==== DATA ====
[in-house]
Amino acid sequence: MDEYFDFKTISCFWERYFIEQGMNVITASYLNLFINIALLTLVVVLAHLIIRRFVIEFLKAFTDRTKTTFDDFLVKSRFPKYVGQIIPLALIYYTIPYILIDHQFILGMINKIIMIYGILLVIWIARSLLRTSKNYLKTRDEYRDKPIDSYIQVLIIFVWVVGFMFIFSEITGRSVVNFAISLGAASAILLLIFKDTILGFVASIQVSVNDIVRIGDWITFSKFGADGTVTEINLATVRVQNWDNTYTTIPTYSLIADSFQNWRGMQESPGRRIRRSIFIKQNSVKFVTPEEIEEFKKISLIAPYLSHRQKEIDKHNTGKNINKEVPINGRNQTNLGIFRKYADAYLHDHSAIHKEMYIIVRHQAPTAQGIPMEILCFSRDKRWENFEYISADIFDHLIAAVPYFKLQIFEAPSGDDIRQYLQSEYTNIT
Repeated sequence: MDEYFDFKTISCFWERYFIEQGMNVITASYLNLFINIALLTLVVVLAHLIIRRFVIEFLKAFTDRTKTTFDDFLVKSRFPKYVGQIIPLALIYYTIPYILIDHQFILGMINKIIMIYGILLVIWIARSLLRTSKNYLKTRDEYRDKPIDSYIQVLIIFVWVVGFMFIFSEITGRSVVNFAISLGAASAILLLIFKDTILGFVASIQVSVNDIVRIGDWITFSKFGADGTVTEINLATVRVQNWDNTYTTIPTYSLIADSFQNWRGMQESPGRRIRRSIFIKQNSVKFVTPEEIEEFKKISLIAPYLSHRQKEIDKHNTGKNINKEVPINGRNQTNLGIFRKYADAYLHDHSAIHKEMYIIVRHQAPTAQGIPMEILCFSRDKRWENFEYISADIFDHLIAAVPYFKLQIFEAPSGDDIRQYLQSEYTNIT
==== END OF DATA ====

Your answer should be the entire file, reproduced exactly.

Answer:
[in-house]
Amino acid sequence: MDEYFDFKTISCFWERYFIEQGMNVITASYLNLFINIALLTLVVVLAHLIIRRFVIEFLKAFTDRTKTTFDDFLVKSRFPKYVGQIIPLALIYYTIPYILIDHQFILGMINKIIMIYGILLVIWIARSLLRTSKNYLKTRDEYRDKPIDSYIQVLIIFVWVVGFMFIFSEITGRSVVNFAISLGAASAILLLIFKDTILGFVASIQVSVNDIVRIGDWITFSKFGADGTVTEINLATVRVQNWDNTYTTIPTYSLIADSFQNWRGMQESPGRRIRRSIFIKQNSVKFVTPEEIEEFKKISLIAPYLSHRQKEIDKHNTGKNINKEVPINGRNQTNLGIFRKYADAYLHDHSAIHKEMYIIVRHQAPTAQGIPMEILCFSRDKRWENFEYISADIFDHLIAAVPYFKLQIFEAPSGDDIRQYLQSEYTNIT
Repeated sequence: MDEYFDFKTISCFWERYFIEQGMNVITASYLNLFINIALLTLVVVLAHLIIRRFVIEFLKAFTDRTKTTFDDFLVKSRFPKYVGQIIPLALIYYTIPYILIDHQFILGMINKIIMIYGILLVIWIARSLLRTSKNYLKTRDEYRDKPIDSYIQVLIIFVWVVGFMFIFSEITGRSVVNFAISLGAASAILLLIFKDTILGFVASIQVSVNDIVRIGDWITFSKFGADGTVTEINLATVRVQNWDNTYTTIPTYSLIADSFQNWRGMQESPGRRIRRSIFIKQNSVKFVTPEEIEEFKKISLIAPYLSHRQKEIDKHNTGKNINKEVPINGRNQTNLGIFRKYADAYLHDHSAIHKEMYIIVRHQAPTAQGIPMEILCFSRDKRWENFEYISADIFDHLIAAVPYFKLQIFEAPSGDDIRQYLQSEYTNIT